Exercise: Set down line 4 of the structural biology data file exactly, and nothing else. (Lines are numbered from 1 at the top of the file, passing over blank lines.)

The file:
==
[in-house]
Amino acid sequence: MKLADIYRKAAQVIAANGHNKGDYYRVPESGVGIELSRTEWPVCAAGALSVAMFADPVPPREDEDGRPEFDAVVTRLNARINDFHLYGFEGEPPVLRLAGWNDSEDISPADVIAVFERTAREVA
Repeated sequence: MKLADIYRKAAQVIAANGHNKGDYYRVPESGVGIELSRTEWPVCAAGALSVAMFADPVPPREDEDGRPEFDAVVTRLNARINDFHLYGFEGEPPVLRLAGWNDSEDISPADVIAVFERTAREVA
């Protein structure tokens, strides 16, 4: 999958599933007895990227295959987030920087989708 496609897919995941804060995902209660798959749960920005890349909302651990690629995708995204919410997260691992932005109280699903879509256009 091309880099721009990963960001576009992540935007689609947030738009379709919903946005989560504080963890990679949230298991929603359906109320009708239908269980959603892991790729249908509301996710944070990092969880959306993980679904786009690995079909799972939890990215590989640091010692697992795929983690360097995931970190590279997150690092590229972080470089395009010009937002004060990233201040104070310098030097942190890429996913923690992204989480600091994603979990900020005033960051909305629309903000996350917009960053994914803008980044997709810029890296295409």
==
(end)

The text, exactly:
């Protein structure tokens, strides 16, 4: 999958599933007895990227295959987030920087989708 496609897919995941804060995902209660798959749960920005890349909302651990690629995708995204919410997260691992932005109280699903879509256009 091309880099721009990963960001576009992540935007689609947030738009379709919903946005989560504080963890990679949230298991929603359906109320009708239908269980959603892991790729249908509301996710944070990092969880959306993980679904786009690995079909799972939890990215590989640091010692697992795929983690360097995931970190590279997150690092590229972080470089395009010009937002004060990233201040104070310098030097942190890429996913923690992204989480600091994603979990900020005033960051909305629309903000996350917009960053994914803008980044997709810029890296295409």